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From rice mill to rumour mill

No grain of truth in story of Heaps demolition go-ahead

Written by . Published on July 9th 2014.


From rice mill to rumour mill
 

SECTIONS of Liverpool's media found itself in Heaps of bother today after reporting that the contoversial demolition of a historic rice mill was set to go ahead.

And campaigners wanting to save the mill from an appointment with the grim grinder were sent into a frenzy when news circulated the city that its fate would be sealed by councillors this coming Tuesday.

Chinese whispers added extra spice to the speculation: was the old mill doomed to be cleared before Government inspectors had chance to slap a protection order on it later this month?

After all, other cherished buildings have been removed or defaced before spot listing by English Heritage could be considered.

Flats Heaps Rice Mill 

But it turned out it was no more than a mistake in the Echo, but quickly seized on and repeated by bloggers, all saying that planning officers were recommending approval of the mill’s demolition to make way for a big redevelopment scheme.

In fact, the item recommended for approval on Tuesday is for a multi-million pound scheme next to the Baltic Fleet pub, lodged by local firm Neptune for what is known as the Joseph Lamb site. It is currently a part finished development started by the Windsor Group and halted several years ago, now, when the project hit the skids.

Facing Wapping Warehouse, the Lamb site is currently one of the biggest eyesores in the World Heritage zone, and its rescue is likely to be welcomed.

Baltic botherBaltic bother: But the Heaps mill is going nowhere yet

Liverpool City Council confirmed to Confidential that the Heap’s site is NOT on next week’s agenda.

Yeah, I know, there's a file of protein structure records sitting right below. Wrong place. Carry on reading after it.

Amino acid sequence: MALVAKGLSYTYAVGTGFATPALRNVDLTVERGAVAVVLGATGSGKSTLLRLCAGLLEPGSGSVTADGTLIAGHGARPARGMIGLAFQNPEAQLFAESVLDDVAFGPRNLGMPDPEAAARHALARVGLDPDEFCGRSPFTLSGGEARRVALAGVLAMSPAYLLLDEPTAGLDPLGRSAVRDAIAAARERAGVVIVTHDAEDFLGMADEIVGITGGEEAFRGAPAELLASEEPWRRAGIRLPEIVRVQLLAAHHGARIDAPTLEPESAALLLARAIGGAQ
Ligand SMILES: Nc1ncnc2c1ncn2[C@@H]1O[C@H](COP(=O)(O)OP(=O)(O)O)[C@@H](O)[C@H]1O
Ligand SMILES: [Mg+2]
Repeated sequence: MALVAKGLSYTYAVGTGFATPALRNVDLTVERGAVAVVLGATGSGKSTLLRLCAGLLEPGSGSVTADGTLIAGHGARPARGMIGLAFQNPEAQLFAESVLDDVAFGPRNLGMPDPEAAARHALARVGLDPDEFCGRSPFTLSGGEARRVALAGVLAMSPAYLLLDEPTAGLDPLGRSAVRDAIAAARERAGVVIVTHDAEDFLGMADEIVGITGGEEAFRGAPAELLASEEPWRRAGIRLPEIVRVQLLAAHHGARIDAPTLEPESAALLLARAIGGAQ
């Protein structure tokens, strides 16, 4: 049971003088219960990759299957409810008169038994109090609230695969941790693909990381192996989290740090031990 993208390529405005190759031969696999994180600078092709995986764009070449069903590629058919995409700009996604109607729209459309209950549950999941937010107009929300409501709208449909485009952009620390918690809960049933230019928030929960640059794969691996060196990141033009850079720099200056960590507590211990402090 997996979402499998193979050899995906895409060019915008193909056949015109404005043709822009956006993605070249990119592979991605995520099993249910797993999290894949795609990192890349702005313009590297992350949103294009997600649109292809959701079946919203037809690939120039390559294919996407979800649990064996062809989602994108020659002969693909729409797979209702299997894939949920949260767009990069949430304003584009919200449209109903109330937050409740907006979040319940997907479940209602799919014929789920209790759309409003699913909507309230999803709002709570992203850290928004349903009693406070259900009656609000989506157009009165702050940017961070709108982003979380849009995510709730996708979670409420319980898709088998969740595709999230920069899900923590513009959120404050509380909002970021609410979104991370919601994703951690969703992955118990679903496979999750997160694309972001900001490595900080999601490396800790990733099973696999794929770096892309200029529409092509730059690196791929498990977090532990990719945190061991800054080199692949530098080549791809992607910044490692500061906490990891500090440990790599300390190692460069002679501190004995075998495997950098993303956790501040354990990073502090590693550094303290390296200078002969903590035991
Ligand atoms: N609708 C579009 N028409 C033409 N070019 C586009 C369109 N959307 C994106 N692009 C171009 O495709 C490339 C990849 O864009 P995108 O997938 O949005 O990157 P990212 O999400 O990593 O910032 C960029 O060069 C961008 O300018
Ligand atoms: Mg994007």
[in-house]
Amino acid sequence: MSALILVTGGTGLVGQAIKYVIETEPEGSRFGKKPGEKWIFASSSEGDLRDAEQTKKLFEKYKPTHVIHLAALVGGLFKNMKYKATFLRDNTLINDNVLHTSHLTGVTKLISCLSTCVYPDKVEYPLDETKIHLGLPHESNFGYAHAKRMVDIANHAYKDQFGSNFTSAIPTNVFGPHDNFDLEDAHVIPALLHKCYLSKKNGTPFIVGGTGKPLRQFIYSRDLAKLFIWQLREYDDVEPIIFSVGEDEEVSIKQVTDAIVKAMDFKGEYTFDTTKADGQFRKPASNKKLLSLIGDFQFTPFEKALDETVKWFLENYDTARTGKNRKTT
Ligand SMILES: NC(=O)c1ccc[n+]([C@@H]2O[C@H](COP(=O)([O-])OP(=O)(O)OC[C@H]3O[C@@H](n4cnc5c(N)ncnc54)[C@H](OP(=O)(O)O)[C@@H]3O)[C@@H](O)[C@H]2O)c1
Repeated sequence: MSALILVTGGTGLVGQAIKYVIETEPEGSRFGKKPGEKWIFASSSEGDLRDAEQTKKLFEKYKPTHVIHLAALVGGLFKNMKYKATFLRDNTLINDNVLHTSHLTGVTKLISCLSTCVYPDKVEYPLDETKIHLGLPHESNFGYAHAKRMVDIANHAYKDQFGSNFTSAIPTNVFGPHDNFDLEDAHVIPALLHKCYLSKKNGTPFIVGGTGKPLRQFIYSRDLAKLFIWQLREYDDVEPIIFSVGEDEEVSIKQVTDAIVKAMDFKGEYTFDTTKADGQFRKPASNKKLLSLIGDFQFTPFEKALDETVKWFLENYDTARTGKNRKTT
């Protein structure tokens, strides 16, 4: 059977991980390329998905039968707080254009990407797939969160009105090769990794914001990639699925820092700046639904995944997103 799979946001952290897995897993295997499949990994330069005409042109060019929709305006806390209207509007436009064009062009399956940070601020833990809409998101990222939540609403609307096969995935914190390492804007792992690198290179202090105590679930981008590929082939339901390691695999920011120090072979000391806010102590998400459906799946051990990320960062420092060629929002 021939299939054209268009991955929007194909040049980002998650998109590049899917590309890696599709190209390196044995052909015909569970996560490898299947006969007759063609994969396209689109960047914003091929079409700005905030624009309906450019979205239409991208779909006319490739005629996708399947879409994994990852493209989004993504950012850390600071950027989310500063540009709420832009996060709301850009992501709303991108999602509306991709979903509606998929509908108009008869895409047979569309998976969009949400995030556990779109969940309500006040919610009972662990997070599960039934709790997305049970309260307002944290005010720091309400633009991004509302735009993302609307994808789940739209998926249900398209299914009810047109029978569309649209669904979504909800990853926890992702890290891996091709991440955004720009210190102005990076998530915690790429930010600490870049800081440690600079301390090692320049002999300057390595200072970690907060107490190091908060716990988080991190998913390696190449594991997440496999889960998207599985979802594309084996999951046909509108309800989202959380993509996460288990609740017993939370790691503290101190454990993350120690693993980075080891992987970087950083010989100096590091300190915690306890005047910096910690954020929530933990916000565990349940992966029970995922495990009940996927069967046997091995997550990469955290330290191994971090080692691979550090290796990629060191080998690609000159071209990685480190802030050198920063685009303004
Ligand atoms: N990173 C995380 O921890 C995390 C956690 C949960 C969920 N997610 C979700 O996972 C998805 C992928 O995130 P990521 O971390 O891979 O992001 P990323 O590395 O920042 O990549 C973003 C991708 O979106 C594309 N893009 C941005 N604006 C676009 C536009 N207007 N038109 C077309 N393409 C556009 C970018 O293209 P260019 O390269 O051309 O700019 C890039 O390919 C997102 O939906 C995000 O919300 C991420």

The story was swiftly removed from the Echo’s website after council officials pointed out the error, but it was too late to be pulled from the print edition. A correction is expected to be published tomorrow.
There are currently three separate projects in that area of the so-called Baltic Triangle: Heaps, the adjoining site once occupied by merchant navy outfitters Greenbergs and the Lamb site which fronts onto Wapping.

However the story survived long enough to spark panic and SOS messages beaming across the region among campaigners and preservationists, with even the opposition Green Party sending out a press statement declaring its intention to oppose Tuesday's "decision".

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10 comments so far, continue the conversation, write a comment.

AnonymousJuly 9th 2014.

LOL!

John BradleyJuly 9th 2014.

I smell a giant rat.

1 Response: Reply To This...
AnonymousJuly 9th 2014.

You omitted the word "like"?

AnonymousJuly 10th 2014.

Ee by gum, yer can't trust a paper printed in Greater Manchester these days. Whatever next. I blame lady Doreen and Sir Trevor for all of this mess. If they hadn't flogged the site of their ship supply place, Joseph Lamb was it called, we'd all be happy. I look at the rice mill and I think to meself, would I want to live in that place? I'm thinking not. Pull the bloody place down and lets get on wi' it.

AnonymousJuly 10th 2014.

There is a lot of bollox talked about this and a lot of righteous indignation by some folk. Not a single one of those who wants to save it has come up with a good ideas for its reuse.

2 Responses: Reply To This...
Seychelles SteveJuly 10th 2014.

I say knock it down and build something useful. What is it good for?

AnonymousJuly 10th 2014.

You sure you're not Edwin Starr?

IanJuly 11th 2014.

Could it not be converted to a hotel. There are examples of this around the world?

2 Responses: Reply To This...
JayJuly 11th 2014.

If I was a hotel operator wanting to open a hotel on that site, my first thought would be to demolish the rice mill

John BradleyJuly 11th 2014.

There are examples around Liverpool, may be to many.

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